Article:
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Agonist Binding Studies at Two Subtypes of the Nicotinic Acetylcholine Receptor Involved in Parkinson’s Disease and Addiction


Post, Michael Robert (2016) Agonist Binding Studies at Two Subtypes of the Nicotinic Acetylcholine Receptor Involved in Parkinson’s Disease and Addiction. Dissertation (Ph.D.), California Institute of Technology. doi:10.7907/Z9GT5K50.


Neuronal nicotinic acetylcholine receptors (nAChR) consist of pentameric ligand gated ion channels that typically regulate the release of neurotransmitter. This group of receptors is made of many subunits that combine into pentamers to form different subtypes, with each subtype having a unique pharmacology, function, and localization in the nervous system. The α6β2 subtype is found predominantly in the dopaminergic pathways in the brain, and is therefore a promising target for addiction and Parkinson’s disease. A major goal in treating these disorders is to develop subtype-selective agonists, and advanced knowledge of the binding site which sits at the α6-β2 subunit interface is critical. This thesis dissertation describes high precision, chemical scale structure-function studies designed to probe specific interactions between a variety of agonists and the amino acids which make up the α6β2 binding site.

Before these studies, which utilize nonsense suppression-based non-canonical amino acid mutagenesis, could be conducted, a heterologous expression system for α6β2 had to be developed.

Chapter 2 details four reporter mutations that allow high expression levels of α6β2 in Xenopus oocytes. Further work presented in this chapter characterizes a variety of compounds at this subtype including acetylcholine, the endogenous agonist, nicotine, and TC299423, a promising drug candidate designed to be α6-selective.

Chapters 3 and 4 discuss the structure-function studies used to probe for binding interactions of acetylcholine, nicotine, and TC299423 with the α6-β2 interface. Fluorination series were executed to probe for cation-π interactions with TrpB, TyrA, and TyrC2, all sites of the α6 face. Of the nine possible agonist-side chain interactions, the only functionally important cation-π interaction was found between acetylcholine and TrpB, suggesting the subtype has a unique pharmacology. Studies utilizing α-hydroxy acids were then performed to determine whether these agonists make a functional hydrogen bond between their amine NH and the backbone carbonyl associated with TrpB. Here, nicotine was found to make a strong hydrogen bond, whose energy was quantified via double-mutant cycle analysis, but TC299423 was not.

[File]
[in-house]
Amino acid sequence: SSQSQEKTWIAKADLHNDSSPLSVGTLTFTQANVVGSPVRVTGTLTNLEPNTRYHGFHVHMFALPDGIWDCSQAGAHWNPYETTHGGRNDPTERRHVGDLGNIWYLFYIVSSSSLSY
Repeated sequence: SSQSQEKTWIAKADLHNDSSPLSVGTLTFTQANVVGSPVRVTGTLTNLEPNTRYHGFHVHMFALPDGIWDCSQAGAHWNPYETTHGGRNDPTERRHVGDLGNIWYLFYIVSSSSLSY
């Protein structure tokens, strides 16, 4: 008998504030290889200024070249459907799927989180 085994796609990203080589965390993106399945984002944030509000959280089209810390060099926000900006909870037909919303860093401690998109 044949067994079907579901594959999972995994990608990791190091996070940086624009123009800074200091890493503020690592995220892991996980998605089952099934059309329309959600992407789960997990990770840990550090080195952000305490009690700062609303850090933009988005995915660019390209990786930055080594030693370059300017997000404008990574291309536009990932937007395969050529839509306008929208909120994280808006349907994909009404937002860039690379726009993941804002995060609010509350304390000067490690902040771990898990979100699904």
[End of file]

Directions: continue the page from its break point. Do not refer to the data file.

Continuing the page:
Chapter 5 further explores TC299423 at the α4β2 subtype. Experiments here showed that TC299423 makes a dual cation-π interaction with both TrpB and TyrC2. Further studies revealed this dual cation-π effect to be true for several secondary amines, and a structure-function study with nornicotine established this as a general feature for secondary amines.

Chapter 6 describes work done to probe for a hydrogen bond between the indole NH of α4 TrpB and a backbone carbonyl associated with L119 on the β2 subunit. This study required development of a new strategy to probe for hydrogen bonds as the amino acid sequence does not allow for α-hydroxy substitution. Instead, a fluorinated side chain strategy was used to inductively attenuate the hydrogen bond accepting ability of the carbonyl, and it proved the α4-β2 interfacial hydrogen prediction false.

Finally two appendices suggest possible avenues to explore with the new α6β2 expression system. Appendix A describes work done to determine whether there is cross-talk between α6β2 and P2X receptors. Appendix B details initial investigations on the effects of ethanol and other alcohols on the function of α6β2.

Item Type:Thesis (Dissertation (Ph.D.))
Subject Keywords:nicotinic acetylcholine receptors; nicotine addiction; Parkinson's disease; structure-function study; neurochemistry; pharmacology; non-canonical amino acid; alcohol; pain;
Degree Grantor:California Institute of Technology
Division:Chemistry and Chemical Engineering
Major Option:Chemistry
Thesis Availability:Public (worldwide access)
Research Advisor(s):
  • Dougherty, Dennis A.
Thesis Committee:
  • Reisman, Sarah E. (chair)
  • Dougherty, Dennis A. (co-chair)
  • Barton, Jacqueline K.
  • Tirrell, David A.
Defense Date:27 May 2016
Record Number:CaltechTHESIS:06072016-160630609
Persistent URL:
Related URLs:
URLURL TypeDescription
http://dx.doi.org10.1016/j.neuropharm.2015.04.009DOIPost, M. R., Limapichat, W., Lester, H. A. & Dougherty, D. A. Heterologous expression and nonsense suppression provide insights into agonist behavior at α6β2 nicotinic acetylcholine receptors. Neuropharmacology 97, 376-382 (2015)., J.S. et. al. The nicotinic α6 subunit gene determines variability in chronic pain sensitivity via cross-inhibition of P2X2/3 receptors. Science Translational Medicine 7:287 287ra72 (2015)
Post, Michael Robert0000-0002-3214-7619
Default Usage Policy:No commercial reproduction, distribution, display or performance rights in this work are provided.
ID Code:9853
Deposited By: Michael Post
Deposited On:08 Jun 2016 03:13
Last Modified:04 Oct 2019 00:14

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